Insurers that transition to value-based payments for mental health services are likely to see significant financial benefits in a market that is still struggling to establish quality standards, according to a contributed post for Forbes.
At a recent event hosted by the University of Chicago's Institute of Politics, former Congressman Patrick Kennedy told the audience that a value-based approach to mental health services is "where the gold is," Forbes contributor Bruce Japsen writes. Kennedy, an outspoken advocate for reforms to mental health and addiction treatment services, added that mental health often goes hand-in-hand with other chronic conditions, but coverage "carve-outs" and a lack of effective quality measures impedes the transition from volume to value.
"It's not in our culture to think about this whole-person health," Kennedy said, according to the post. "But that is where the money is. The people who get their arms around it in the business world are going to be the people who make the biggest killing in terms of healthcare."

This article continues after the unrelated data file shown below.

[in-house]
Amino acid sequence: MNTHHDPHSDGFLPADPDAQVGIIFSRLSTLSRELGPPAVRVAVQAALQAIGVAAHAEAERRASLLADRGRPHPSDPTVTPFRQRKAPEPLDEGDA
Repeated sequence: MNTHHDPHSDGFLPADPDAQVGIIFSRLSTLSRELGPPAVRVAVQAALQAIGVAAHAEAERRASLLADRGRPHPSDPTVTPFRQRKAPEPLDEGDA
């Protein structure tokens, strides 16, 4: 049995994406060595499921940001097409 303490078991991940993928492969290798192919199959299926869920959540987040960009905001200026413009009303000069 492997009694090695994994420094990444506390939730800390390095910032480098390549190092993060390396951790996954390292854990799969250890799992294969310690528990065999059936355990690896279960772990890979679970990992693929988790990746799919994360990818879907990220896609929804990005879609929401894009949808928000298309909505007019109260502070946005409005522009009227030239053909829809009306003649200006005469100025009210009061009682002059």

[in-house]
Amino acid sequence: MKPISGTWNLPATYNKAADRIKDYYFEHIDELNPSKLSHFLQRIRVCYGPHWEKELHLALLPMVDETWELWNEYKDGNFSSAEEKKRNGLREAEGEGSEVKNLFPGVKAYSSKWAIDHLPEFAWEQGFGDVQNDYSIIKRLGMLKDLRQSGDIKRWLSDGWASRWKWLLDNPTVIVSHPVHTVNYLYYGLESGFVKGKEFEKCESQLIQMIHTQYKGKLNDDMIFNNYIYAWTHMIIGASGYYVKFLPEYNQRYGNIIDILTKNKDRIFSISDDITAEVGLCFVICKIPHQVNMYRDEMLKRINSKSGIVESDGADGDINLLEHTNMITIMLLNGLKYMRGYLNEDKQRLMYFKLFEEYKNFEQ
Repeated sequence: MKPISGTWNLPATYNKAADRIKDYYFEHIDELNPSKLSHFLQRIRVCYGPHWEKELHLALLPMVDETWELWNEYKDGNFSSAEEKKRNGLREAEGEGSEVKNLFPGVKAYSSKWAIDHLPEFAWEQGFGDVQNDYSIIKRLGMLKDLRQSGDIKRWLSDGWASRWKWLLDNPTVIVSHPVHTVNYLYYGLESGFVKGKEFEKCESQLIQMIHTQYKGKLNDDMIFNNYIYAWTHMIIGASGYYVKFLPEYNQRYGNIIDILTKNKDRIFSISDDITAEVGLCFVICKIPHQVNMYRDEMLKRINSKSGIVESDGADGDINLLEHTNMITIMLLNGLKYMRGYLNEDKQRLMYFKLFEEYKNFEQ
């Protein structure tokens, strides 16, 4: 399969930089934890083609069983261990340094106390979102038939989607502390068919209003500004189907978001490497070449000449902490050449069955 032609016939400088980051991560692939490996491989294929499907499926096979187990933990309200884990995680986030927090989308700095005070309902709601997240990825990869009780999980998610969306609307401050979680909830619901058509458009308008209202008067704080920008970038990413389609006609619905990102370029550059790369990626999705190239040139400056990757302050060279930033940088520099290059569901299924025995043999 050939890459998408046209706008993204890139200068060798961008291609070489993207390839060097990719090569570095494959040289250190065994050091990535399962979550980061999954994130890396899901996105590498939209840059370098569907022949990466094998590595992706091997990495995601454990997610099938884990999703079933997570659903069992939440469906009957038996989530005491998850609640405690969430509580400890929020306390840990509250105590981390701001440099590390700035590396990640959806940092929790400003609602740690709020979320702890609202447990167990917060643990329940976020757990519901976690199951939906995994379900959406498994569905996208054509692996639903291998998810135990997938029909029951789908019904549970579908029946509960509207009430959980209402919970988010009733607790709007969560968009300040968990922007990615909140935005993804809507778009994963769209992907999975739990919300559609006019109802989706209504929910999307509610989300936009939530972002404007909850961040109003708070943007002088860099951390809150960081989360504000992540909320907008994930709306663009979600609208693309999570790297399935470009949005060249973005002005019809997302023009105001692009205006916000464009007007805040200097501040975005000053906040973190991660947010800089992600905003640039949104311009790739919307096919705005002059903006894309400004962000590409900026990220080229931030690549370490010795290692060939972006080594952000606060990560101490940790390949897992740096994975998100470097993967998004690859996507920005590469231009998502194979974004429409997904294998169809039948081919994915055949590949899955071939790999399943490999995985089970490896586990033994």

Historically, insurers have fallen short in mental health coverage. Kennedy's comments echoed other industry experts who have pushed for better care coordination, improved data collection and reformed financial incentives within the behavioral health industry.
Cigna appears to be leading the charge in that regard. Facing increased costs tied to the building opioid abuse crisis, last week the insurer announced it was providing two years of substance abuse claims to help the American Society of Addiction Medicine test and validate existing addiction treatment performance measures.
To learn more:
- read the Forbes post
Cigna partnership targets opioid addiction, substance use
Report: Insurers fall short of behavioral health coverage
Improved data, reimbursement vital to better behavioral care coordination
Opioid crisis: Insurers bear brunt of cost burden